1. Okay, yes, poor choice of words, however Heimdall is still antagonizing Drago, so he's further inflaming the situation, and doing it deliberatly.
2. Yes, again, I missed that, but it was a whisper.
3. Vidar left before Drago could voice his sentiments and he didn't appear to be in any fit state to recieve him later either. In that case making his feelings known to Heimdal instead is not an insult, rather Drago is removing the any reason for him to trouble Vidar later, albeit at the expense of due process.
As to the question of inciting Heimdall against Vidar, that would never enter Drago's mind and he would expect Heimdall to share Drago's comment with his brother. If Vidar took issue with what Drago said he is well within his rights to ask for an apology, which in this case Drago would deliver most humbly, since he did not percieve the insult and was not only at fault but also "unwise" in voicing his sentements.
Now lets look at the wording of the comment, "I fear your brother has made an unwise decision." It was not, "Your brother has made a foolish decision." Translated it actually reads.
"I think that your brother has made the wrong decision, this is my opinion." So Drago is offering an opinion in as sensetive a manner as possible, given the circumstances. He does not say that the decision was foolish, simply that from his perspective it was unwise, or ill informed.
Drago is not saying that the decision is an unwise one, just that he feels it may be. By comparision Heimdall called Drago foolish with no mitigation at all, added to that he did it deliberatly and directly.
As I posted before, Drago does not see leaders as infallable, nor does he see himself so. If Drago belives that Vidar, or any other leader, has made a wrong decision he will say so. Having voicesd his sentement he will then proceed to freeing the captives/engage the enemy/murdering the women and children (although you'd have to give him a very good reason for the last one).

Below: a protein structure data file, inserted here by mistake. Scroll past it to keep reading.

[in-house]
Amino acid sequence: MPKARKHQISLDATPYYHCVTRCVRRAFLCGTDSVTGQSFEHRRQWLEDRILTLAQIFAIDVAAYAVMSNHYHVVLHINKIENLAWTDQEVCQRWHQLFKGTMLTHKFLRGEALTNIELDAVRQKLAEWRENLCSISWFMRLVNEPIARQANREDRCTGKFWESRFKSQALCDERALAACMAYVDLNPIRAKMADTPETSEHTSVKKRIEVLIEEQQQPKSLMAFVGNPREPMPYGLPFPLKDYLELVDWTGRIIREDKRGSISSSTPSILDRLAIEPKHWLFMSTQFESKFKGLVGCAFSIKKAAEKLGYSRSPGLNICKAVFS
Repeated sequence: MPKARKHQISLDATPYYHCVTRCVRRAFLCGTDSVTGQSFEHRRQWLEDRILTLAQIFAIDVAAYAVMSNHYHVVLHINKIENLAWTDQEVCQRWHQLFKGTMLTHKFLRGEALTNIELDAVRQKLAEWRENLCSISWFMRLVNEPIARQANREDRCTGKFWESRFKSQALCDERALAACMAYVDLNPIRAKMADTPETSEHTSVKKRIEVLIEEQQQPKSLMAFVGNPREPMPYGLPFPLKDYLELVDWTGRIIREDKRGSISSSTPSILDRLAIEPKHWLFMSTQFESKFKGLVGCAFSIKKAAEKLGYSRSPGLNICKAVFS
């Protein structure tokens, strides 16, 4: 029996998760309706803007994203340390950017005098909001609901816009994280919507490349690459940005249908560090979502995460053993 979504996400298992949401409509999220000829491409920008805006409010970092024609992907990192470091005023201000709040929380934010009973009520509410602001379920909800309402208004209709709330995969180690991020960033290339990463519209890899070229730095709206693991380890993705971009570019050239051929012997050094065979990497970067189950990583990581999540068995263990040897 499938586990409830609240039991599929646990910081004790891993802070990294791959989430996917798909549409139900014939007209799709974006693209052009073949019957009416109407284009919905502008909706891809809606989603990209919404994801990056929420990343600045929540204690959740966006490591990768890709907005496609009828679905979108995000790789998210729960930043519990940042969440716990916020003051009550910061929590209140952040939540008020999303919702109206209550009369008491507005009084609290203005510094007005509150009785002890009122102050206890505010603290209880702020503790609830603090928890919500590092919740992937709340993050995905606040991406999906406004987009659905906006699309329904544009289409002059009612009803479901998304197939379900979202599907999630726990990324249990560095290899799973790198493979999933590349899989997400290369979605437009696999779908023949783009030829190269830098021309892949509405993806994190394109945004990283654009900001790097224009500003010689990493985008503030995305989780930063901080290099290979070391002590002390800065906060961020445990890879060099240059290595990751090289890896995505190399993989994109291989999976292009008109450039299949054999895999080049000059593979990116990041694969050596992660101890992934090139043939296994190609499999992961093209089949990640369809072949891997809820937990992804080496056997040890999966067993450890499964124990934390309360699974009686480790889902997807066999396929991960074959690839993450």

A further mitigation of Drago's percieved insult is tha he effectivly withdraws it after Heimdall's next words, "I admit I do not have the information Lord Vidar has but every time I run into him I find my self running into trouble." So Drago has further allowed his words to be tempered by admitting that Vidar may know something that he does not, which may justify his decision. The fact that he restates his opinion regarding K'warra is not an insult because it no longer has any bearing on Vidar's decision. Drago is simply restating his opinion, based on past experience.
So I think that the main thrust of my argument remains, because even if Drago did insult Vidar, and by extension Heimdall, he withdrew any insult as soon as Heimdall pointed out the flaw in his argument. The Fact that he retains his own opinion on the matter is his own buisness and in no way reflects on Vidar.
There are plenty of good reasons for taking Allessa along.
JM: No, not at all.
Last edited by BattleDog; 01-12-2005 at 12:53 AM.